Offering a comparative case study of transitional justice processes in Afghanistan and Nepal, this book critically evaluates the way the "local" is consulted in post-conflict efforts toward peace and reconciliation. It argues that there is a tendency in transitional justice efforts to contain the discussion of the "local" within religious and cultural parameters, thus engaging only with a "static local," as interpreted by certain local stakeholders.
Based on data collected through interviews and participant observation carried out in the civil societies of the respective countries, this book brings attention to a "dynamic local," where societal norms evolve, and realities on the ground are shaped by shifting power dynamics, local hierarchies, and inequalities between actors. It suggests that the "local" must be understood as an inter-subjective concept, the meaning of which is not only an evolving and moving target, but also dependent on who is consulted to interpret it to external actors.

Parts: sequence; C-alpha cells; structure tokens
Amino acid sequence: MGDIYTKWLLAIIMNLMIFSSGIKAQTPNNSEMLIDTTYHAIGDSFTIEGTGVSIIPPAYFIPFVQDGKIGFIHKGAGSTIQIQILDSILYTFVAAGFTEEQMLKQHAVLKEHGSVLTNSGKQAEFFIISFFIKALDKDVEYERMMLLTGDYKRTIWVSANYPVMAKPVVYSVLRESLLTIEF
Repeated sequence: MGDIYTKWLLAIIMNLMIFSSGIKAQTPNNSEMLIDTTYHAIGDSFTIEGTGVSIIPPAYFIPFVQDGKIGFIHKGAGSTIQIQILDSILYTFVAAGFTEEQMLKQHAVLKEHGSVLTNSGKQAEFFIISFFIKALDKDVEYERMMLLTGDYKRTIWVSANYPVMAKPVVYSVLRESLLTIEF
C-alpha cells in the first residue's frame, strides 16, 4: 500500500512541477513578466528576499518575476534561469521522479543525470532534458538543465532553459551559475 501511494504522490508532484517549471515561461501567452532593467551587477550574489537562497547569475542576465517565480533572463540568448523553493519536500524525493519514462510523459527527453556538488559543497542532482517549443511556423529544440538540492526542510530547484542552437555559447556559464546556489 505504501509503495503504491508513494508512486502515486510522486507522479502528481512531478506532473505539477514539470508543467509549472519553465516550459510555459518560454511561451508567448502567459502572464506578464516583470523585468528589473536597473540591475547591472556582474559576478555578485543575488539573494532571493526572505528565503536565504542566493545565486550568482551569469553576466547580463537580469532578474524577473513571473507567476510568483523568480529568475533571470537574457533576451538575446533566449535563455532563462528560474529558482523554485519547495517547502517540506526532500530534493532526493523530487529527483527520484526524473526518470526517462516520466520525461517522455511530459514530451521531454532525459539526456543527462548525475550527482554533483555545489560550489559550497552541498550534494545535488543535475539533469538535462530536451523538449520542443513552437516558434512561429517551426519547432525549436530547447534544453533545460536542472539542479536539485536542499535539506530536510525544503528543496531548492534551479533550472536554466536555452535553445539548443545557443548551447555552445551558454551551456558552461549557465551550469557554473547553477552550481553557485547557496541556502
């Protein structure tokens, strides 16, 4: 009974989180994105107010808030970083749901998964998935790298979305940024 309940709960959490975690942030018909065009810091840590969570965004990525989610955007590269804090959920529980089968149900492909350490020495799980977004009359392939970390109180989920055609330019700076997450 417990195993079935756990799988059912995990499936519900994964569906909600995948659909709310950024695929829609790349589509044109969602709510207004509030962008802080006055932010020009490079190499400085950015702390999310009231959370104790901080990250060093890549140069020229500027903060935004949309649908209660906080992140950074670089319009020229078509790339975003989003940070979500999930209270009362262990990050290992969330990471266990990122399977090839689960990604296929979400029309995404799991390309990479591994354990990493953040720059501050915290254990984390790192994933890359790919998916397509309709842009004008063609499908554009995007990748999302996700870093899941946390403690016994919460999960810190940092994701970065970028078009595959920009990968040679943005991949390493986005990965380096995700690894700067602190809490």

This timely book engages with the divergent range of civil society voices and offers ways to move forward by including their concerns in the efforts to help impoverished war-torn societies transition from a state of war to the conditions of peace.
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